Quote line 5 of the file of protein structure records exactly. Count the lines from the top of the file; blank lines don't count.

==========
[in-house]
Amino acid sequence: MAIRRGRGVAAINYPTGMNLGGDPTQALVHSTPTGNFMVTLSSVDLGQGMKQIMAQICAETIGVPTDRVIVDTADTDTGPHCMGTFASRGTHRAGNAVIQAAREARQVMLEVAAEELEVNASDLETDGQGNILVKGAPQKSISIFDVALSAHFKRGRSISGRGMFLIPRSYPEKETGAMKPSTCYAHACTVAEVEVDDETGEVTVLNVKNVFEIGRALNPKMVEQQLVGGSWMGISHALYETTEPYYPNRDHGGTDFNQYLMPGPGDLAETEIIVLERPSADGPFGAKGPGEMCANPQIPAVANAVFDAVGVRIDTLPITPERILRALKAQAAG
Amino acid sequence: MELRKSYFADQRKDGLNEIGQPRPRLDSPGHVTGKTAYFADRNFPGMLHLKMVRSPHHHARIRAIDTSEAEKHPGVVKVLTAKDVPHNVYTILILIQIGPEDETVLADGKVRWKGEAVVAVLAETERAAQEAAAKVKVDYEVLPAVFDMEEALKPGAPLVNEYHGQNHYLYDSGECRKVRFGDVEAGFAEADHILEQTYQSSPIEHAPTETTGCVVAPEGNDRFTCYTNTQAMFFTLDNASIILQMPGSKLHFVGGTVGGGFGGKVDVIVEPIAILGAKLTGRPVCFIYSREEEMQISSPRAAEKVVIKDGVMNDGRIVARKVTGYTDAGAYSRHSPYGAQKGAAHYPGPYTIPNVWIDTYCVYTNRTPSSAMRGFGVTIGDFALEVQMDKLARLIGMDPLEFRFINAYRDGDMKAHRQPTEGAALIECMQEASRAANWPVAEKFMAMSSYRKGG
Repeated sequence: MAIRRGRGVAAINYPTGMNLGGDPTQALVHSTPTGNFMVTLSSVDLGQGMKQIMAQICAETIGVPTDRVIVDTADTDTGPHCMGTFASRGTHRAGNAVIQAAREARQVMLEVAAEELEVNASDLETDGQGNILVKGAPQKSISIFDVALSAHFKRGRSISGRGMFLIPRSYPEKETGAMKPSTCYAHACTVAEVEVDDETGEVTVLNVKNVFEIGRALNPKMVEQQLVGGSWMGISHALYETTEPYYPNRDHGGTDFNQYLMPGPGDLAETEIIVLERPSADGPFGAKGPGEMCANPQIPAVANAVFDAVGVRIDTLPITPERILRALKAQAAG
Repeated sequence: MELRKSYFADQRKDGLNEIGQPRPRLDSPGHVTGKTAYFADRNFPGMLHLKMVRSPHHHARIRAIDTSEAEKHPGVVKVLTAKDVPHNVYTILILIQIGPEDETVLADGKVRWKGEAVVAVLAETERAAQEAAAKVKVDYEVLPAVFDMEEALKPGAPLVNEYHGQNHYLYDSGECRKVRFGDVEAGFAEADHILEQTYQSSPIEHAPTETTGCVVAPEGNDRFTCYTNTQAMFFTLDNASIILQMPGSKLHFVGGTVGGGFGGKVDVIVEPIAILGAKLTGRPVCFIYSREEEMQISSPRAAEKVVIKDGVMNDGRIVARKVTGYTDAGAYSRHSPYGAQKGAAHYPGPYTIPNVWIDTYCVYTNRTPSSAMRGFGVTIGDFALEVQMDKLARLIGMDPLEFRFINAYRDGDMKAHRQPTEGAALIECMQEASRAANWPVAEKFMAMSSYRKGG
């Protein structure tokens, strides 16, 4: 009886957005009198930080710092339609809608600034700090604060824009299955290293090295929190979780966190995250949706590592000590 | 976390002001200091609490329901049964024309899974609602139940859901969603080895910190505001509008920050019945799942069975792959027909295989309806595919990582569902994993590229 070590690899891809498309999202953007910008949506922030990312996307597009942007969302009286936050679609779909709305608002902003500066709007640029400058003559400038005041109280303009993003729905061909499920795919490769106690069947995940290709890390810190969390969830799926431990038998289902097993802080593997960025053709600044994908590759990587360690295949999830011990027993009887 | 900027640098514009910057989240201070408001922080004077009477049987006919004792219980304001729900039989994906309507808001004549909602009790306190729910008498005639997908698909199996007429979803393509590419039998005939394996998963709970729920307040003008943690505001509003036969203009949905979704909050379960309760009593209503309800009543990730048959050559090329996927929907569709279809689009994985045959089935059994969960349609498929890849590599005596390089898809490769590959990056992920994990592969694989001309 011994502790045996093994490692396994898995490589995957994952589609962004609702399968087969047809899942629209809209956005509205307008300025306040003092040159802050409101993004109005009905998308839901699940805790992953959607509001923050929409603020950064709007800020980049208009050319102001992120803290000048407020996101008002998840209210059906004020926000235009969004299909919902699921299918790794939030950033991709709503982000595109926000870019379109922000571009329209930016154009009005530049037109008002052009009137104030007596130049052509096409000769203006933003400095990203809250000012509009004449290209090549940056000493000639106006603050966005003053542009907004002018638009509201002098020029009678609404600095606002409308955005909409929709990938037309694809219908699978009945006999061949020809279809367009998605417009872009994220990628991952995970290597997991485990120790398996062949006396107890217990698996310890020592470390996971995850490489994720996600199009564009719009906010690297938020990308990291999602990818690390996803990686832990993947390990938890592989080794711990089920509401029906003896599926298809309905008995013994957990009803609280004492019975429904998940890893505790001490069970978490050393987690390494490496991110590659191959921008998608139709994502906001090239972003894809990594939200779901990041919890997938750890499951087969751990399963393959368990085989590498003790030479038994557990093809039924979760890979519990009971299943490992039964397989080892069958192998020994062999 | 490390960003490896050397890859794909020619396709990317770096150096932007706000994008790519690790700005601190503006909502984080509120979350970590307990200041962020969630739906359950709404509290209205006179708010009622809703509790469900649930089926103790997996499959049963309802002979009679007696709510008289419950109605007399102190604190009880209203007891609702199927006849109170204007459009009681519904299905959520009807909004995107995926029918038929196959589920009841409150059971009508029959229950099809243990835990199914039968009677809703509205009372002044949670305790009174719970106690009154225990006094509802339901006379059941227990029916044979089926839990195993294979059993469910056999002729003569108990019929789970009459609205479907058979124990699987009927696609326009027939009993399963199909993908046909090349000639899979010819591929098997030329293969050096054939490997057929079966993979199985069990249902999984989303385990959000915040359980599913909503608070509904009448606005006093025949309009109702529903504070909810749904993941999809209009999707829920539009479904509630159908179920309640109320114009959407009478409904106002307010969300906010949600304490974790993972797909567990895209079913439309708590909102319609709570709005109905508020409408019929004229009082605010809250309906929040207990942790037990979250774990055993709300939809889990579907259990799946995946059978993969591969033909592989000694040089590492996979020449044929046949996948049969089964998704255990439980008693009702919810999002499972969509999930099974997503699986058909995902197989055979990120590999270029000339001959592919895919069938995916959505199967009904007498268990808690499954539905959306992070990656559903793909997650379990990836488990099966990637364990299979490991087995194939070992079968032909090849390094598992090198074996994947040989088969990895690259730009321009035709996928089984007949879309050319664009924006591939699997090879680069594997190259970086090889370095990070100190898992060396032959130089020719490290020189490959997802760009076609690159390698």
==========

Repeated sequence: MELRKSYFADQRKDGLNEIGQPRPRLDSPGHVTGKTAYFADRNFPGMLHLKMVRSPHHHARIRAIDTSEAEKHPGVVKVLTAKDVPHNVYTILILIQIGPEDETVLADGKVRWKGEAVVAVLAETERAAQEAAAKVKVDYEVLPAVFDMEEALKPGAPLVNEYHGQNHYLYDSGECRKVRFGDVEAGFAEADHILEQTYQSSPIEHAPTETTGCVVAPEGNDRFTCYTNTQAMFFTLDNASIILQMPGSKLHFVGGTVGGGFGGKVDVIVEPIAILGAKLTGRPVCFIYSREEEMQISSPRAAEKVVIKDGVMNDGRIVARKVTGYTDAGAYSRHSPYGAQKGAAHYPGPYTIPNVWIDTYCVYTNRTPSSAMRGFGVTIGDFALEVQMDKLARLIGMDPLEFRFINAYRDGDMKAHRQPTEGAALIECMQEASRAANWPVAEKFMAMSSYRKGG